LYNCHBURG, Va. – “A game-changer.” That’s what local health officials are calling the delta variant. COVID-19 cases are up 30% across Virginia from last week, and that has local health leaders sounding the alarm.
In some areas, hospitals are re-opening COVID-19 units and ICUs are nearing full capacity. While the rapid rise in critical hospitalizations is no doubt concerning, the age of people filling these beds is even more so.
“This group over the last two, three weeks is remarkably different,” Centra Health’s Dr. Jeremy Hardison says.
In the first wave of COVID-19, hospitals saw older people and those with serious health conditions falling ill at a troubling rate. As we step into a second wave, they say the delta variant is changing the game of who is at risk.
“Half of our patients are under 50,” Dr. Hardison says. “These are patients who didn’t have medical problems, perfectly fit, not on medication, working, not obese. Yet, they’re on ventilators because of the COVID virus.”
Centra Health’s Dr. Jeremy Hardison has been working with COVID-19 patients in the ICE since the first one arrived about a year-and-a-half ago.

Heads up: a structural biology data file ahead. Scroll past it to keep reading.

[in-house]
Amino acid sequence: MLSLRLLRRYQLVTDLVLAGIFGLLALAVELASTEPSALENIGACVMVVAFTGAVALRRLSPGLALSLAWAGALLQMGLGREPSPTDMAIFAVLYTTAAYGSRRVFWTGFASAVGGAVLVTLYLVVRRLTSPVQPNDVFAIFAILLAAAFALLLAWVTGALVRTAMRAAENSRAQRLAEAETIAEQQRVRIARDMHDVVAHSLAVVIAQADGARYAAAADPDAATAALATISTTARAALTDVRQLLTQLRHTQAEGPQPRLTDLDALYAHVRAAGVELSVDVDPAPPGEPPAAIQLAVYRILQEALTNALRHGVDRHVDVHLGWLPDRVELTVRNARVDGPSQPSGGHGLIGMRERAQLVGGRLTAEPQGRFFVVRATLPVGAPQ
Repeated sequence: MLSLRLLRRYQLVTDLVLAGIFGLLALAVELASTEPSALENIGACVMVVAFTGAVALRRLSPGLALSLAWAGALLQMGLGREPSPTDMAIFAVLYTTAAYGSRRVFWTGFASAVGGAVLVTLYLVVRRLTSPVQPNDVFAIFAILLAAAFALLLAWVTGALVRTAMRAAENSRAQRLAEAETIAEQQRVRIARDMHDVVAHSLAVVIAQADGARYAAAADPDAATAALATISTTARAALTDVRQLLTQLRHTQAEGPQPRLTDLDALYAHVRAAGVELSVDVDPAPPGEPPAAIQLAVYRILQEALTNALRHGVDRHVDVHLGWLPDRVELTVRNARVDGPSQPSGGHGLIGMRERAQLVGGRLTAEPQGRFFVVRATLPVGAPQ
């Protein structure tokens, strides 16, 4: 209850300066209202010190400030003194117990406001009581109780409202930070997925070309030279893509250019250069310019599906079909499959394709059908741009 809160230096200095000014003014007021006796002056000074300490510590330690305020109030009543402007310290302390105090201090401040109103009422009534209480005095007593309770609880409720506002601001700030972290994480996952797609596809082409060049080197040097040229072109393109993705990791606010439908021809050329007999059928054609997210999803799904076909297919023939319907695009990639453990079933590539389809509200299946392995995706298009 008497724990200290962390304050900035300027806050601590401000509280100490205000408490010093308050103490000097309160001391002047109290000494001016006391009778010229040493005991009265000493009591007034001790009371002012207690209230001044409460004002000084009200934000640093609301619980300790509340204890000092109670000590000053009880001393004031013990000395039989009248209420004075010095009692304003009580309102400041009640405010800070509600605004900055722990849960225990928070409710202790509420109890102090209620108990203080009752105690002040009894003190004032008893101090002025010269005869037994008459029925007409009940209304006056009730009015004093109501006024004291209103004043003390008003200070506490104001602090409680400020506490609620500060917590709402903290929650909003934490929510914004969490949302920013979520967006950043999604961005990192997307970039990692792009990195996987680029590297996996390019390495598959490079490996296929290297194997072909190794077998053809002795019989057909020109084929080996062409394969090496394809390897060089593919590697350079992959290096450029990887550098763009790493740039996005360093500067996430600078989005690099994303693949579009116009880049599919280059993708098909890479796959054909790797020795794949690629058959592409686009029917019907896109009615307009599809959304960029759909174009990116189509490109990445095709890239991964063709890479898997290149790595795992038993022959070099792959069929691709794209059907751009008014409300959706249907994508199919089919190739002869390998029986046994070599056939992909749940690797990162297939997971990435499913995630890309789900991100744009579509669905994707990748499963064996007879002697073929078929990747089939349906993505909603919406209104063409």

“We’ve added another six within 24 hours,” Centra Health’s Dr. Chris Lewis says.
Lynchburg and Southside General Hospitals have re-opened COVID-19 care units. Starting this week, only one visitor will be allowed per patient in the Hill City.
Health officials worry they may soon be forced to turn patients away — something we’ve seen in other parts of the nation.
“It will put a strain on our ability to care for COVID-19 patients as well as the regular patients from our community that come in with heart attacks, strokes, things like that,” Dr. Lewis adds.
The plea is the same, even more dire. Since the delta variant is far more transmissible, health officials say it will take an even higher vaccination rate to bring these numbers down.
“You need to get the vaccine,” Dr. Hardison says. “I am begging you, please get the vaccine.”
Health officials also say they’re seeing an increase in the number of kids getting sick. More than 10% of cases are in children right now.
Doctors say the virus will look different for them with milder symptoms if any at all.